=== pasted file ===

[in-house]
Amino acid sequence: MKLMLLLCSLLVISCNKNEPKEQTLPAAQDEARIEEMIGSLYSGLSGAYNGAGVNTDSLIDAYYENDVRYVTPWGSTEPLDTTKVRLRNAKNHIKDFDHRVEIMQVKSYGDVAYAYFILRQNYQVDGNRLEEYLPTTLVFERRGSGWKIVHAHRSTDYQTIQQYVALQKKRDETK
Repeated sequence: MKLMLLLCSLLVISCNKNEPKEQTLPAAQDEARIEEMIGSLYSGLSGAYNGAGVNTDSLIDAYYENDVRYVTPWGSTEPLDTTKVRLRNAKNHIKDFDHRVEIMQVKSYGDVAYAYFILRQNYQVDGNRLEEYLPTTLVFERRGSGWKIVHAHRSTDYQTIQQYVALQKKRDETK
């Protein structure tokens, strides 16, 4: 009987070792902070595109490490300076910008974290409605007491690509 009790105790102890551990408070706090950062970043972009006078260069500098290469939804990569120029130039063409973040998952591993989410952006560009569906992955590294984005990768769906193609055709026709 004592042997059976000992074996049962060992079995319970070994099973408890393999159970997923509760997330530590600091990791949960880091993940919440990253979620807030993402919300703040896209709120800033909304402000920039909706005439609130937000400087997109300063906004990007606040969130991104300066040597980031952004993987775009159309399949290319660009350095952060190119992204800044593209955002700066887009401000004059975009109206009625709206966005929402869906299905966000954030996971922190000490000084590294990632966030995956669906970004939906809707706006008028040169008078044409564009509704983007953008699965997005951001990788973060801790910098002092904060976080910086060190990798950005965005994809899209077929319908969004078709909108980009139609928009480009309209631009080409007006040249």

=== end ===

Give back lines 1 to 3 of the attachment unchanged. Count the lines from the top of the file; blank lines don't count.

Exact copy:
[in-house]
Amino acid sequence: MKLMLLLCSLLVISCNKNEPKEQTLPAAQDEARIEEMIGSLYSGLSGAYNGAGVNTDSLIDAYYENDVRYVTPWGSTEPLDTTKVRLRNAKNHIKDFDHRVEIMQVKSYGDVAYAYFILRQNYQVDGNRLEEYLPTTLVFERRGSGWKIVHAHRSTDYQTIQQYVALQKKRDETK
Repeated sequence: MKLMLLLCSLLVISCNKNEPKEQTLPAAQDEARIEEMIGSLYSGLSGAYNGAGVNTDSLIDAYYENDVRYVTPWGSTEPLDTTKVRLRNAKNHIKDFDHRVEIMQVKSYGDVAYAYFILRQNYQVDGNRLEEYLPTTLVFERRGSGWKIVHAHRSTDYQTIQQYVALQKKRDETK